Standing on the precipe I peered over the edge. It was a long way down. I kicked a pebble, and listened to its sad whining as it plunged towards the dark pile of rocks below. I imagined it was my head, splitting open like a watermelon so my parents wouldn't even be able to recognize their own little girl.
He was relentless. His breath smelled like charred licorice. His body smelled like desperation. He breathed warm in my ear "For a dollar, I will push you off this cliff." He meant it. I couldn't see his eyes but felt them boring into the back of my skull.
This boy was Henry. Henry was dark and greasy and nobody liked him. His father drank, his mother worked two jobs and didn't protect him. Henry took his rage at being given such crappy parents out on the schoolyard and terrorizing us in the neighborhood.
The ravine ran behind a row of neat colonial homes with tall pine trees that divided the literal "other side of the tracks" where Henry's parents eeked out an existence in the shabby trailer park.
The ravine was where bad things happened. The ravine was where little boys and girls went to die. Or so the legends ran.
At one part a culvert had been built up and the concrete walls stemming the road above it sorted the water into a causeway that broke apart outside a big hole. This hole was a source of endless speculation for the neighborhood children. As we grew, the monsters who came out of it grew alongside us. When we were very little it was dragons, then ghosts, then shapeless things we didn't understand, and then finally the scariest monters of all: bad people. Serial killers, people who did bath things to small kids and small animals, unspeakable. So of course we all had to go check it out as often as we could taunt each other.
This time was different. We'd all noticed that Henry hadn't changed his clothes in a while. The school was talking about an intervention and putting him in foster care. He was morose and becoming meaner.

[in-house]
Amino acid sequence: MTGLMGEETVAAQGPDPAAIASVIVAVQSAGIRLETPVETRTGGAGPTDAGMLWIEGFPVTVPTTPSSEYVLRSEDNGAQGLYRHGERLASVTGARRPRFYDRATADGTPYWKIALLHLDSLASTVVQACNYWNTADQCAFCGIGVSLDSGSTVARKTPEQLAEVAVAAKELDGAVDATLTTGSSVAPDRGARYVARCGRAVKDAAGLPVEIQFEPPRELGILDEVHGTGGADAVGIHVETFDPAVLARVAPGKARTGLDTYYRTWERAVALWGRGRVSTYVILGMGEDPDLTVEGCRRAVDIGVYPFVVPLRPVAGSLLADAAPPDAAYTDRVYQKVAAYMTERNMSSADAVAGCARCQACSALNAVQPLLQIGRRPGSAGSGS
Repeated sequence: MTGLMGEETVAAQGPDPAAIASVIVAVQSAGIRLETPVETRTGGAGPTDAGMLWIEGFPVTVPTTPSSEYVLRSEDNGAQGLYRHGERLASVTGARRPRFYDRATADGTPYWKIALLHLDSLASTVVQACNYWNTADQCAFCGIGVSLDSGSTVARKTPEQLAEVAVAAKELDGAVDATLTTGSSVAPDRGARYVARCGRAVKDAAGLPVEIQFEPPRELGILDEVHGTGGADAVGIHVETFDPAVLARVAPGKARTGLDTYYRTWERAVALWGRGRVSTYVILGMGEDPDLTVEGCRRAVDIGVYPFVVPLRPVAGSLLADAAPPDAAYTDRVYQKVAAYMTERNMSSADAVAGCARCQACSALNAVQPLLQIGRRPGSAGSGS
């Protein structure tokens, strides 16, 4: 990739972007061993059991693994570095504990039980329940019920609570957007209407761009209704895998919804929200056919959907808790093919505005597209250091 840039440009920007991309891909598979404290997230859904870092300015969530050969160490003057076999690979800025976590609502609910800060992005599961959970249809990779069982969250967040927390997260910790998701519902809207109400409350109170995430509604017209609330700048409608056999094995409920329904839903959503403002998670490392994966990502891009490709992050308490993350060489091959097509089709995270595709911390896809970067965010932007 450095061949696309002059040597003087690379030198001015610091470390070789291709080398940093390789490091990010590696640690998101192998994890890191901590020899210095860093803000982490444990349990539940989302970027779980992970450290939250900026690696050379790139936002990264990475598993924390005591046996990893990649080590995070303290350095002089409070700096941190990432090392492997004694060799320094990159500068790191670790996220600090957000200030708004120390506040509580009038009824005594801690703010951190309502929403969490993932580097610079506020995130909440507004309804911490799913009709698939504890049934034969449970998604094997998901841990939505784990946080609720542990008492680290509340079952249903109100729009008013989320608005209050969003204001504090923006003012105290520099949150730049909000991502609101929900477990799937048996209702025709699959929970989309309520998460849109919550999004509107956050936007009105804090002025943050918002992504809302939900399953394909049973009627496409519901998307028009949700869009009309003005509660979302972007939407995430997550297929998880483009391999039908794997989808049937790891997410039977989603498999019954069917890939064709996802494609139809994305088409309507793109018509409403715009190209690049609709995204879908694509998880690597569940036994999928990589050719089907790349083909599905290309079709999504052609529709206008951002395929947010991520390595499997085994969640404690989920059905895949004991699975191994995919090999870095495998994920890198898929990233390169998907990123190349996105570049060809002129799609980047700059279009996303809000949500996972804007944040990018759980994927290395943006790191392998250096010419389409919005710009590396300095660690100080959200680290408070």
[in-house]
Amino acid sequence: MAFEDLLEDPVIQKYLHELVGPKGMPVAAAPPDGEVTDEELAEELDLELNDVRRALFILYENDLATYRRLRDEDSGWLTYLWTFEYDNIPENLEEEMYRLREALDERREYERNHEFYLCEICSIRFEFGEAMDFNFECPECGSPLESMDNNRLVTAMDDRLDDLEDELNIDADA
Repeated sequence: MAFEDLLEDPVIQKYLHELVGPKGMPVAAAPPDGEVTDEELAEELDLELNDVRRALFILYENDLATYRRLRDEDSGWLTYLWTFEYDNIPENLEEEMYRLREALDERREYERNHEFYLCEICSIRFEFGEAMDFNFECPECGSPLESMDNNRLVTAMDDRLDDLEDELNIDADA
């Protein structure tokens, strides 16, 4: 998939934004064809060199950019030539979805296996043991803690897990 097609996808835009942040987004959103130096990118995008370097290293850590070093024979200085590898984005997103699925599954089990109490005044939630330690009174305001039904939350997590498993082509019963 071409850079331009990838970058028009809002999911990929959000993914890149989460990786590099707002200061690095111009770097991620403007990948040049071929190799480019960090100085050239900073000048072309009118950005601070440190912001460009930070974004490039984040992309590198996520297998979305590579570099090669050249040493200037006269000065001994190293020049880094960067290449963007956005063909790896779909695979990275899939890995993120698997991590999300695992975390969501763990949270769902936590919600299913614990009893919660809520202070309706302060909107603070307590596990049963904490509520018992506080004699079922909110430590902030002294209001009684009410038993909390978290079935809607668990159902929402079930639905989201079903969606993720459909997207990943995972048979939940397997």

I don't know to this day what I did to upset him, but somehow I became the target of his rage and this is how we ended up standing on the precipe, staring down at my untimely death. He laughed. His laugh sounded like Satan himself coughing to my young ears.
A few hangers-on were hovering by the edge of the woods where the neat lawns ended and the wild forest began. They were snickering, slapping hands and bumping fists for the spectacle in front of them. I instinctively knew this was worse because egged on, there was no stopping Henry - he was getting the attention he so desperately craved. Even my childhood brain sensed this.
"I'm gonna' push you, you little slut. You're gonna' fall and die down there. You think your mommy and daddy are gonna' save you?" he snickered.
I started to panic. I didn't want to plunge down there. I didn't want my brains scattered around for the birds to pluck at. I squeezed my eyes and thought "THINK Adara, THINK!"
"I'll give you five dollars to let me go." I breathed out the words, not daring to open my eyes. If I saw his hand reaching for me, I might have jumped to avoid giving him the satisfaction.
He sucked in his breath and finally moved his head away from mine. I hoped he was considering it.
I started to panic again. Where was I going to get twenty dollars? Even if I broke apart my little piggy bank there wasn't twenty dollars in there. I had a savings account my grandma had set up but I'd only been to the bank once.
"I don't have twenty dollars!" I protested the injustice. I was going to die because of twenty bucks?
He grabbed my arm, hard. "I said twenty dollars, you little whore."
"Ok, ok. I'm going to have to steal from my parents though. I don't got twenty dollars!"
He let go and I stumbled slightly, the panic rising as more dirt fell over the edge. I scrambled backwards as far as I could, but Henry still blocked my escape.
"Twenty dollars. By tomorrow."
He turned his back and walking towards his followers he high-fived them. I ran home as fast as I could and told my parents what had happened.
They talked to the principal, the principal sighed and told them there wasn't much they could do given Henry's home situation and all. They brought him and talked to him and suspended him for three days, of which all 3 I saw him lurking by the edge of the woods.
A few days later my mom came into my room holding my backpack. She turned it inside out and showed me a secret pocket she'd sewn. Inside was a twenty dollar bill. She gave me the lecture of not giving into bullies and that Henry shouldn't bother me, but I think inside she too had had the same thought, "I was gonna' die over twenty dollars?"
The following school year Henry was gone. Moved, in jail, I never found out. My mom never asked for the twenty dollars back and eventually I outgrew that backpack and used the money to buy something stupid. Something a little girl would like.